ANNAPOLIS — Five infants are among Maryland's positive cases of COVID-19, and there are clusters of the disease at 60 nursing homes and long-term care facilities across the state, Gov. Larry Hogan said during a press conference on Friday.
As of Friday morning, Maryland had 2,758 confirmed cases of COVID-19, 416 residents who tested positive for the disease were hospitalized with 43% of them in intensive care.
"In the past 16 days, 42 Marylanders have died from this deadly virus," Hogan said. "Fifty percent of the confirmed cases of COVID-19 in our state are patients younger than 50 years old."
More than a quarter of the state's patients hospitalized for the disease are also under age 50.
"This disease does not discriminate, and no one is immune," Hogan said.
The number of the state's positive cases tripled in less than a week.
"We now have widespread community transmission," he said. "This virus is everywhere."
Earlier in the day, Hogan signed legislation that expands Marylanders’ access to telehealth services.
He talked of ways to help state residents suffering financially as result of the pandemic.
Prohibitions on residential evictions are expanded to include commercial and industrial evictions.
"Marylanders are eligible for immediate relief, including a 90-day period of forbearance or deferral for mortgage payments during which no late fees will be charged and no negative information will be reported to credit bureaus," he said.
Repossession of cars, trucks and mobile homes is also prohibited.
Hogan said he continues "to push" White House officials to help states across the country who have significant needs to fight spread of the disease.
"It's very frustrating," he said.
Hogan asked residents to conduct a moment of prayer, or reflection, at noon Sunday for people that have died from COVID-19, as well as health care workers and first responders that are fighting the disease.
Fran Phillips, deputy secretary of the Maryland Department of Health, called for "universal masking" for health care workers at nursing and assisted living homes across the state.
"Masks are to protect everyone around you," she said. "This virus is here and it's in our communities."
Nursing and assisted living homes should send COVID-19 test specimens directly to the state laboratory, Phillips said.
"Do not use one of the labs that requires mail order specimens," she said. "Maryland government is reserving lab capacity to do these urgent kinds of lab testing. We can turn around a lab test far faster than any of these remote, commercial laboratories."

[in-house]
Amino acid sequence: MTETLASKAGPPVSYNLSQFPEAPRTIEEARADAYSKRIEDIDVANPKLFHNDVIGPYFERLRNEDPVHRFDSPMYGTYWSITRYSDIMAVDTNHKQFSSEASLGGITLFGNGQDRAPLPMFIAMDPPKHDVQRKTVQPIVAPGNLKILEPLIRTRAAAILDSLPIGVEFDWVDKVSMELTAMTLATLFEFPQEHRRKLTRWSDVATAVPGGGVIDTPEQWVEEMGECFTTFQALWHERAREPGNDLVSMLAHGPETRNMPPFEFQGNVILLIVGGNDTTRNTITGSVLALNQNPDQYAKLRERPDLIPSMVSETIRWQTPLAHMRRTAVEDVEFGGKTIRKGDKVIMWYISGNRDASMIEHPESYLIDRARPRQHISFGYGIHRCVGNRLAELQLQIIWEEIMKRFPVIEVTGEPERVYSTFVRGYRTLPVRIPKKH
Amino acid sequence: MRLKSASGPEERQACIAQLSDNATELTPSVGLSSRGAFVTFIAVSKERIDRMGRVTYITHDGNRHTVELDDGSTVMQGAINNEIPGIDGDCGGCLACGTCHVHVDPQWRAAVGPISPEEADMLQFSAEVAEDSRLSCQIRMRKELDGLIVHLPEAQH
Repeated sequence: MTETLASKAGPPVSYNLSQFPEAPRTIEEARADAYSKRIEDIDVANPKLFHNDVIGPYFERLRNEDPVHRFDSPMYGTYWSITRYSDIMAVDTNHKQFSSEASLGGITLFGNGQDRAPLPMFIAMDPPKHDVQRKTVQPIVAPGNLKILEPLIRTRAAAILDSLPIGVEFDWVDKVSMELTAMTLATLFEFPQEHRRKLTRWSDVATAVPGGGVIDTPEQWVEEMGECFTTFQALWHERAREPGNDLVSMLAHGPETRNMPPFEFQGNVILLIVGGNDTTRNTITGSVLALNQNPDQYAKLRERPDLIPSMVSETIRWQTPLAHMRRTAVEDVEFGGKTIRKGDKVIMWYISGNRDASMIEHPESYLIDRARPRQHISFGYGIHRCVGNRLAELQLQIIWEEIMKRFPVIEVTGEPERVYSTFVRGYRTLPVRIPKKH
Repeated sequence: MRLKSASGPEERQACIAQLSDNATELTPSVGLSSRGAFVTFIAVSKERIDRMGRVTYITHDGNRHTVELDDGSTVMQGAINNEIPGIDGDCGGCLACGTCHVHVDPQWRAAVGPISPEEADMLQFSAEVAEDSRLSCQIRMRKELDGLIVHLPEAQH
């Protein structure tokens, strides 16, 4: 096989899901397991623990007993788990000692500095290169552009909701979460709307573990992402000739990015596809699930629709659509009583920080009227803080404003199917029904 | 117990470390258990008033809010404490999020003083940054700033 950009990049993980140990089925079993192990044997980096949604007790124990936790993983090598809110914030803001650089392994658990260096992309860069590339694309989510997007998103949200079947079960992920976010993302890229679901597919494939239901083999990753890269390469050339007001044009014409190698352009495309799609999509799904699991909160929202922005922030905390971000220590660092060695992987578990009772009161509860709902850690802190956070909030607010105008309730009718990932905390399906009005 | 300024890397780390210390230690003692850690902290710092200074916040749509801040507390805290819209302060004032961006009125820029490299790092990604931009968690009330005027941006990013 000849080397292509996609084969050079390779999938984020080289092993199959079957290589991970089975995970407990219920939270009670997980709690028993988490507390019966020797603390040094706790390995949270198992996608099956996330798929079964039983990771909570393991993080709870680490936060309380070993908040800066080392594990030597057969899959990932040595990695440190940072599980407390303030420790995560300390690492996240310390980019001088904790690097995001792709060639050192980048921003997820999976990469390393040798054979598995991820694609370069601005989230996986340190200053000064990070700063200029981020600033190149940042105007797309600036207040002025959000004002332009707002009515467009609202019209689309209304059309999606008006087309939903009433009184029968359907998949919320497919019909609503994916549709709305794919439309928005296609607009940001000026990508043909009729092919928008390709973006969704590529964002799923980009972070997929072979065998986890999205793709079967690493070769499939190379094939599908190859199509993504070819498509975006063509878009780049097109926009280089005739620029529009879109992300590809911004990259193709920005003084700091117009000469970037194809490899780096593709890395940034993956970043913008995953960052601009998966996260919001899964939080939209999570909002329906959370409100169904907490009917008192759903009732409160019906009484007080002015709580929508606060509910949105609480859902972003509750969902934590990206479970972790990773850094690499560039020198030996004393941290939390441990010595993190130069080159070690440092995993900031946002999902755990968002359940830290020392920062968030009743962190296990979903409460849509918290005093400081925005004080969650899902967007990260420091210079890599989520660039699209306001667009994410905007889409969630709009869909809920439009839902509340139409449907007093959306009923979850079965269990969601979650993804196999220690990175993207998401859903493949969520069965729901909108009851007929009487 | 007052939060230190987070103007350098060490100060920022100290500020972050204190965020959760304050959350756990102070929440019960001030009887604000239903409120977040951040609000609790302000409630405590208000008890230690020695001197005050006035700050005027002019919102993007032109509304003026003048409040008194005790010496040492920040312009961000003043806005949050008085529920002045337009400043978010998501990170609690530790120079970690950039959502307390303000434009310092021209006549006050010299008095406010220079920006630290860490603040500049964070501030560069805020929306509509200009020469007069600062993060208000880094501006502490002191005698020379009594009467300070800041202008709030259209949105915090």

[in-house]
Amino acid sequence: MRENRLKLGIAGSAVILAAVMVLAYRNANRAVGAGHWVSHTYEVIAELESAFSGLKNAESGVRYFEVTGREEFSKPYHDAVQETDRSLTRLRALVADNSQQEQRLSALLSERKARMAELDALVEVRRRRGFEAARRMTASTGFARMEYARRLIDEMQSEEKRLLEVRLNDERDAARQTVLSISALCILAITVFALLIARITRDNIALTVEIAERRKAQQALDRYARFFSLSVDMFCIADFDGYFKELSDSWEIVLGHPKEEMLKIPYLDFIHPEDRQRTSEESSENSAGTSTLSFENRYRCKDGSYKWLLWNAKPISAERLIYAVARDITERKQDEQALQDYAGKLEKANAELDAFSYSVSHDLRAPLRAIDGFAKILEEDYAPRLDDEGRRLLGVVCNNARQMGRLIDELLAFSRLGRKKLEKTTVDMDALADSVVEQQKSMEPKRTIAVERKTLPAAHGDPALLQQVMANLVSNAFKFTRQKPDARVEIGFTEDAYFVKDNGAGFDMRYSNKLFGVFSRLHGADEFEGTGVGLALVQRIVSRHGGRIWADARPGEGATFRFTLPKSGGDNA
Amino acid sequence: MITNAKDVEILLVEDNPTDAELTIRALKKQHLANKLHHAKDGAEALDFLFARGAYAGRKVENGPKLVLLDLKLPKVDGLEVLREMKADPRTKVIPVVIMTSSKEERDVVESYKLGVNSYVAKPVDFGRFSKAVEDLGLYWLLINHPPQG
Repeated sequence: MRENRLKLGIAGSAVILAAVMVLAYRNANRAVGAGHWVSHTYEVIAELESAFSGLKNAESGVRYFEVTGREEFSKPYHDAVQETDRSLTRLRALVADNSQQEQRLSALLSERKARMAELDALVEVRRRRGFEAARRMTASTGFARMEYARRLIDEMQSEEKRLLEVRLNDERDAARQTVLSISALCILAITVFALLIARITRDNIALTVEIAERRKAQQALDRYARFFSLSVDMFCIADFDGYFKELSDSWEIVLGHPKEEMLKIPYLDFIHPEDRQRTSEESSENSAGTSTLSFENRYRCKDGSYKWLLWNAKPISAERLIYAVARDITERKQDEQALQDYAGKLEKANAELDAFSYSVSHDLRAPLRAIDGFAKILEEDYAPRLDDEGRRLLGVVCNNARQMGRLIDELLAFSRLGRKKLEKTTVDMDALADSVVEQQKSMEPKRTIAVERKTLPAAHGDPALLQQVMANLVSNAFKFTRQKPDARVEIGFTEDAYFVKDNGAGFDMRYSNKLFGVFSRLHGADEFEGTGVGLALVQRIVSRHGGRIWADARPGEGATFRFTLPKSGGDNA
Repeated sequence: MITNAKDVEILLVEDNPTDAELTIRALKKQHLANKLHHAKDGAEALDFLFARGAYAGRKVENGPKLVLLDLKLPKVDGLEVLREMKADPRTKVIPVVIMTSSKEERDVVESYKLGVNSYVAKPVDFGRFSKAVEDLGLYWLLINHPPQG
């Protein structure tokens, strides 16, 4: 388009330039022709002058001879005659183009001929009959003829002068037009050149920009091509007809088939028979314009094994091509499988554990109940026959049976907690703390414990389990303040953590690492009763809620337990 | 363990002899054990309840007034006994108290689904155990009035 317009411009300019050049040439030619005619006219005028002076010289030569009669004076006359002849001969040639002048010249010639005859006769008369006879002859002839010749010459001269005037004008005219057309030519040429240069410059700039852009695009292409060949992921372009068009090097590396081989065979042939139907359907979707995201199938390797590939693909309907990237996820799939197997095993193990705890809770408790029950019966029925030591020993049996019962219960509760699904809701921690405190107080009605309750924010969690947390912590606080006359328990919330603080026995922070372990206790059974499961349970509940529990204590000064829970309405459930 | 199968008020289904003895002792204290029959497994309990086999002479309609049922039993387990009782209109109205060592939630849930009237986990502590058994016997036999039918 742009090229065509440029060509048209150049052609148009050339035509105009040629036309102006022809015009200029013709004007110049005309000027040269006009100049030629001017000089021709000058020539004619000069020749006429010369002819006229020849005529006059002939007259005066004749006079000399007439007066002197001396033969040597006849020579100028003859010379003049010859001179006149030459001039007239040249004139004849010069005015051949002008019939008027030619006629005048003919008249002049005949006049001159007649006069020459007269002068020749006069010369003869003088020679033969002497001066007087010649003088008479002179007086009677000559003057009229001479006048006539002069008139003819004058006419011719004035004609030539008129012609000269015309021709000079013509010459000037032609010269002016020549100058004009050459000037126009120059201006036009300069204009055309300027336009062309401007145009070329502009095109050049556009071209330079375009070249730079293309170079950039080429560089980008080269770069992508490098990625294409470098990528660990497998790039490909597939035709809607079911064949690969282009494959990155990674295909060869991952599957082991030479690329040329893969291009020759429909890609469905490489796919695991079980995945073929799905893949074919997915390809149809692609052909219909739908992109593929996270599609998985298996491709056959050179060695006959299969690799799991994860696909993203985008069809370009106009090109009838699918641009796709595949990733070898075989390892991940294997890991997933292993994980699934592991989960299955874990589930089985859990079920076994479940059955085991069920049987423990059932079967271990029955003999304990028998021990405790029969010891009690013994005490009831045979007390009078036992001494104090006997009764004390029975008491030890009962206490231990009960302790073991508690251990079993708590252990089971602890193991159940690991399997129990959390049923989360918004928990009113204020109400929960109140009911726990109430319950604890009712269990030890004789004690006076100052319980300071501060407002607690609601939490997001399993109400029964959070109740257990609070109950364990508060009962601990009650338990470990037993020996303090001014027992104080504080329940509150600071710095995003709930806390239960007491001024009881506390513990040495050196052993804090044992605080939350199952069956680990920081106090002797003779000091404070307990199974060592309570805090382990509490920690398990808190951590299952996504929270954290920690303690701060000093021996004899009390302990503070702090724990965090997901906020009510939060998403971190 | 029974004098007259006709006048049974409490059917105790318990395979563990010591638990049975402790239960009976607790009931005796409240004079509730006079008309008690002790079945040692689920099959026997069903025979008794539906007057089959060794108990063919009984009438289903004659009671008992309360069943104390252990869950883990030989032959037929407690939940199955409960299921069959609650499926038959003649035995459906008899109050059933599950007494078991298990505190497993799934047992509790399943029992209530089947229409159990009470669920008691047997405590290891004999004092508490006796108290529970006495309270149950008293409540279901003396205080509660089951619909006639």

Karen Salmon, state superintendent of schools, talked of remote learning for students across the state.
"School systems have distributed thousands of devices to students and families to provide them with these online capabilities and secured platforms for delivering instruction and an interface between teachers and students," she said. "Many systems are also distributing educational materials through mailings and pick up at food distribution sites."
Every state jurisdiction has resumed instructional activities.
"We are working with local superintendents on a daily basis," Salmon said.
Robert Green, secretary of the Maryland Department of Public Safety and Correctional Services, provided an update on the COVID-19 situation at correctional facilities across the state.
Video visitation has been made available, as well as a 24-hour hotline (410-769-6419) for family members that are concerned about an inmate.
Maryland officials have been updating COVID-19 case information every morning, while Allegany and Garrett counties report their latest numbers on Monday, Wednesday and Friday.
The Allegany County Health Department on Friday said of 367 residents tested for COVID-19, four were positive, 305 negative and 58 results were pending.
The fourth case, which was reported Friday morning, is a female in her 50s who has not traveled out of the region, health officials said. She has underlying medical conditions and was hospitalized.
The Garrett County Health Department on Friday reported that 139 COVID-19 specimens had been processed, three were positive, 66 negative and 70 were pending results.
Two Garrett residents recovered from the virus and were released from isolation, and one person in the county remained hospitalized.